“I was here first, Madame!” growled Mrs Patel.
“No, I grabbed it first!” barked Mrs Jenkins.
“Let go of it!” Mrs Patel ordered.
“Well, the nerve of you!” yelled Mrs Jenkins.
“I’m calling the Librarian to settle this!” yelled Mrs Patel. Rachel raced over to the reference section.
“Shhhhh! Will you ladies keep it down, Please?”
“Madame, will you kindly tell this lady to let go of my paper.” Mrs Patel said.
“She practically yanked it out of my hands!” protested Mrs Jenkins.
“Grab hold of yourselves, ladies...you’re in a library...if you ladies won’t behave like civilized adults, I’m afraid I’m going to have to ask you to leave.” Rachel warned.
“Well............I never have been so insulted in my life!” Mrs Jenkins remarked.
“Ladies, please.......it’s just a paper. Can’t you too share it?”asked Rachel. She was already beginning to lose her patience.
“Here....I’ll let you read it, Mrs Patel, since you are most eager to read the Want ads. I’ll look at the Times now.” said Mrs Jenkins. She settled down at one of the tables to read her newspaper. Mrs Patel fumed as she grabbed the oxford Mail and stormed to the other side of the reference section huffing and puffing and rolling her eyes.
Ten people were queuing up to use the internet. Naomi signed each one for a thirty-minute session. When their time was up, one of the users complained when he was told that his time was up. He said he was in the middle of downloading a very important piece of information he needed for college. Naomi tried pleading with him, but he wouldn’t have it. He remained stubborn and sat down at his terminal continuing his download.
“I’m afraid this user has signed up for the computer, Sir,” Naomi said, “Your session has come to an end now.”
“Bugger off, Sister!” the man said. He took another quarter out of his pocket and shoved it into the library assistant’s hand.
“Sign me up again for another thirty minutes, Bitch!” he said as he turned around to face the monitor. To his horror, he was timed out.
“What the......ARRGH.....I’ve just lost my download! I’m calling the council about this!” He swivelled out of the chair and walked out the library, swearing under his breath.
At 9:30, Annie waltzed into Rachel’s office, pad and pen in hand. Rachel’s office faced Bury Knowles Park South. Her desk, a pine finished executive desk, was laden with brochures, folders, letterhead stationery, overdue notices, and an overcrowded Rolodex. The window was open and a refreshing breeze flowed in.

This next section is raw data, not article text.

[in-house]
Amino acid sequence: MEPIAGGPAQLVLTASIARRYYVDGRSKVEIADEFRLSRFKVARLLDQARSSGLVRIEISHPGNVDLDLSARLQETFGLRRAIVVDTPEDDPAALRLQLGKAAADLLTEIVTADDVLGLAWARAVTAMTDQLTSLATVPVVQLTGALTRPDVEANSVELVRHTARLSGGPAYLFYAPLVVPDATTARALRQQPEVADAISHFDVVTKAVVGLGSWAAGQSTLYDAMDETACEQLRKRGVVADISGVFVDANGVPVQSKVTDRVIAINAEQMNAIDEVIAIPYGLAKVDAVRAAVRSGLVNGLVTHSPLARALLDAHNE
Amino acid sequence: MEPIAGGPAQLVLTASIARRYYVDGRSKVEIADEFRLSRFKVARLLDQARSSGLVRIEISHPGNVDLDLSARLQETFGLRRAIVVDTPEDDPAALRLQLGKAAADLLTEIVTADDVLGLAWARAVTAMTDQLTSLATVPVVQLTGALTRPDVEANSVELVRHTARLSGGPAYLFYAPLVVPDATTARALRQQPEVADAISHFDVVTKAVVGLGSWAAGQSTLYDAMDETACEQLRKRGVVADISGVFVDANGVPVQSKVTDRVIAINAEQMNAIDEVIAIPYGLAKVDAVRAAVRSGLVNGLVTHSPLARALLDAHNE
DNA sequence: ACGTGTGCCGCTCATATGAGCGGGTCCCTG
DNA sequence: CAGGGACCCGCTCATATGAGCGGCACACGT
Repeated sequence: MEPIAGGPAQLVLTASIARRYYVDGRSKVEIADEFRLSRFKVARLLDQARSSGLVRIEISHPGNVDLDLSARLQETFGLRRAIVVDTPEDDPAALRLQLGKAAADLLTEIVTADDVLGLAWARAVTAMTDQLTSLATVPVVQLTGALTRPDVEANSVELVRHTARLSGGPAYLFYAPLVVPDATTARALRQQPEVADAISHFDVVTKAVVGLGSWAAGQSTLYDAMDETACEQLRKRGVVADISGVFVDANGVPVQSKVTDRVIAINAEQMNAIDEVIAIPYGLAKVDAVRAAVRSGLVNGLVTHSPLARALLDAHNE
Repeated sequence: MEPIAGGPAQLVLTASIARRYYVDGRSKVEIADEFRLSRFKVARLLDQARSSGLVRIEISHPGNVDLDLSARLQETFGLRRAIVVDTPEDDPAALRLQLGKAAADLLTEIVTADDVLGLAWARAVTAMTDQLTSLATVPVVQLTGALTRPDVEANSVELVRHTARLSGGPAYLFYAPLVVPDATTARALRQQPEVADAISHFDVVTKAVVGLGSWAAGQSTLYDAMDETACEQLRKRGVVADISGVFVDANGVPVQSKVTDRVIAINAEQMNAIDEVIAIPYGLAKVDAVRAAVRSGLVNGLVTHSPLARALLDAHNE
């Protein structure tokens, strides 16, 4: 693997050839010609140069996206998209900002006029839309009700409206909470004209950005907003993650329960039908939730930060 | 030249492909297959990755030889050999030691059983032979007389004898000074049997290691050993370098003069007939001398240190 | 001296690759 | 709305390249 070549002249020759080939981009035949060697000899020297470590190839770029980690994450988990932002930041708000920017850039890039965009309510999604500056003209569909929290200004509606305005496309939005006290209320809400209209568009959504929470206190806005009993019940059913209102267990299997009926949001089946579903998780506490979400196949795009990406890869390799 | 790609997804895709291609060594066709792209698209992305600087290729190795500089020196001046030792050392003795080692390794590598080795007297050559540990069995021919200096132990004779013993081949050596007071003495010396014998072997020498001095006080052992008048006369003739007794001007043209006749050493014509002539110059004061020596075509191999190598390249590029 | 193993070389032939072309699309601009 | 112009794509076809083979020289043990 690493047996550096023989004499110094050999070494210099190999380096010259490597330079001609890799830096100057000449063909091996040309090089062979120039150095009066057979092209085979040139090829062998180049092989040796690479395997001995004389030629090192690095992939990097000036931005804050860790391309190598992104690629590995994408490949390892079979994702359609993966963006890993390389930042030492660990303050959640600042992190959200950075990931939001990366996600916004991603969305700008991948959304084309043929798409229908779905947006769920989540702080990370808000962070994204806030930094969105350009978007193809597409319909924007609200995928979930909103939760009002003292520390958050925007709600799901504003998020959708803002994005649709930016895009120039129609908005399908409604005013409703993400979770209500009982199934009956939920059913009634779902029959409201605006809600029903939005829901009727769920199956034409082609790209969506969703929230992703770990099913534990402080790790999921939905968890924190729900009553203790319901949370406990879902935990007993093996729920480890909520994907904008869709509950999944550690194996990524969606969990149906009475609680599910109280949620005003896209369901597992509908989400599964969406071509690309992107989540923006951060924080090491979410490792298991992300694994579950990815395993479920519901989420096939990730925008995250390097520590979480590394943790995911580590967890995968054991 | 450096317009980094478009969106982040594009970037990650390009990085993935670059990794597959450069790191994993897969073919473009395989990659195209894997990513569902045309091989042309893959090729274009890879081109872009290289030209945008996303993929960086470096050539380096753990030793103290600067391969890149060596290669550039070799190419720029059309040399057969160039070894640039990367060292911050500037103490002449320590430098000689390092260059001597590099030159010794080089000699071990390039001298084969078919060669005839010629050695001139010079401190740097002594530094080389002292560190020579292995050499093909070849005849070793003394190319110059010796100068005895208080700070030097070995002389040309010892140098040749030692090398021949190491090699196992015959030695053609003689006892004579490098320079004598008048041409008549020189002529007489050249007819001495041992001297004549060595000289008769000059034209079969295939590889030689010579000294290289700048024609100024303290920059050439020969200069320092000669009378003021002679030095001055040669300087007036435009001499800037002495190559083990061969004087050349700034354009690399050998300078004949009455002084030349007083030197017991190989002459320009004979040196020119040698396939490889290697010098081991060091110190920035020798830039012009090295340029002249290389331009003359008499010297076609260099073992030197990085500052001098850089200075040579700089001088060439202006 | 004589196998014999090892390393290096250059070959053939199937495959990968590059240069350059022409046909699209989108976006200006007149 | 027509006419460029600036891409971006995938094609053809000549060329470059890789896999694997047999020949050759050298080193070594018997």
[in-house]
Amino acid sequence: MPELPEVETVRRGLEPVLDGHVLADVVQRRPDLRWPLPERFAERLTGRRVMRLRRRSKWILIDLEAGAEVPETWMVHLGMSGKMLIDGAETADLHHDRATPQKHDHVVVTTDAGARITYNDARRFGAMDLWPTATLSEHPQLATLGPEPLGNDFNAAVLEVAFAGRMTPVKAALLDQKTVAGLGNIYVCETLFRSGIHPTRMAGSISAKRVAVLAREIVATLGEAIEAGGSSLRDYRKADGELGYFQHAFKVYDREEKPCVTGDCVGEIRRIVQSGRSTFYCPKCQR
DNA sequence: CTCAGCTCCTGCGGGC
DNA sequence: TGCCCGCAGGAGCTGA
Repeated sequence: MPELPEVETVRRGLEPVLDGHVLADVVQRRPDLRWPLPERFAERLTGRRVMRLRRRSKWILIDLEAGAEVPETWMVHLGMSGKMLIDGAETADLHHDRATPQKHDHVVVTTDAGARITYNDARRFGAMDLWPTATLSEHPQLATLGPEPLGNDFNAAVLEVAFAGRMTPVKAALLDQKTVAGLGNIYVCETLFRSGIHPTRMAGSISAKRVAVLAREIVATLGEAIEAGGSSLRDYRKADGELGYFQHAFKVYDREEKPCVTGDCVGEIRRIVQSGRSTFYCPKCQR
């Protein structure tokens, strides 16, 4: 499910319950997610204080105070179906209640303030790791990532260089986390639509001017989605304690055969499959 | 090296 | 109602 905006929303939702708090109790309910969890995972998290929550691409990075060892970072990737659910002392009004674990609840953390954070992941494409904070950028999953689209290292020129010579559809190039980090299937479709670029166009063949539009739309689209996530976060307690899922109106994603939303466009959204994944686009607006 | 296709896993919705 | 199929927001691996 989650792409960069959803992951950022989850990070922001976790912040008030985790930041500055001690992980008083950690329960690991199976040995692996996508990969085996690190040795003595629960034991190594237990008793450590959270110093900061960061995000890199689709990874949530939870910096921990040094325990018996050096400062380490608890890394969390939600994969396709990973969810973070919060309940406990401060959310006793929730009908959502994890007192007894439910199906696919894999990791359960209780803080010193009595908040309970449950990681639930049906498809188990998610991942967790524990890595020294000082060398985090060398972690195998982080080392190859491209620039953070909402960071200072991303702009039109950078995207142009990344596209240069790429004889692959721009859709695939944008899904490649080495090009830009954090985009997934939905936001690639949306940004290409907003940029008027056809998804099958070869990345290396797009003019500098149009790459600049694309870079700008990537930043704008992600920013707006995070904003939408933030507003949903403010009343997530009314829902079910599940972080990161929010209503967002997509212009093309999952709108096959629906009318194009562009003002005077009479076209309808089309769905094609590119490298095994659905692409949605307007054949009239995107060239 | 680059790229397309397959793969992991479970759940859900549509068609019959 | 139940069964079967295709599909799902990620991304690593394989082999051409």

“Ah, Annie—do come in!” Rachel said. “Please take a seat. I wish to discuss a project with you.”
Annie sat down on the chair facing Rachel, her pad resting on her knee. She clicked her pen ready to take notes.
“Annie, I want to talk to you about an idea I have had brewing inside my head for a long time now.” said Rachel. “I have just spoken to Mr Johnson over at Brookes University. We have reserved a room at Headington Hall once a month on Wednesday evenings to host the BSH.”
“The BSH—what’s the BSH?” Annie asked, scratching her head.
“The Bookworm Society of Headington—it’s a monthly woman’s book club aimed at women who are avid readers to discuss the latest fiction and chick-Lit.” Rachel explained.
“That sounds like a wonderful idea, Ms Bowers.” Annie smiled.
“Annie, I’d like you to write down the details and call the printers right away. I’d like 500 flyers up by next Tuesday.” Rachel went on. Annie began taking notes. After lunch, she rang the printers and had Mr Roy Sanderson print the flyers.
Bookworms Society of Headington
A local book club for women by women
7PM Wednesday Evenings of each month
Barton, Oxford OX3 OBL
Refreshments will be provided
All female residents ages 18—53 of Headington welcome
For more information please contact
Rachel Bowers, head librarian
Headington OX3 9HY
Rachel Bowers was happy with the flyer. The flyers were printed in glossy green paper in black San Serif font. The printers did a fantastic job. They even added an image of a bookworm on the right-hand corner for empathises. Annie placed the heavy box on one of the chairs and took a seat facing Rachel.
“Does this meet with your approval, Ms Bowers?” Annie asked. Her hair was frizzy this morning. She washed it the night before and blow dried it, but in the morning, try as she may, her hair was a big frizzy mop.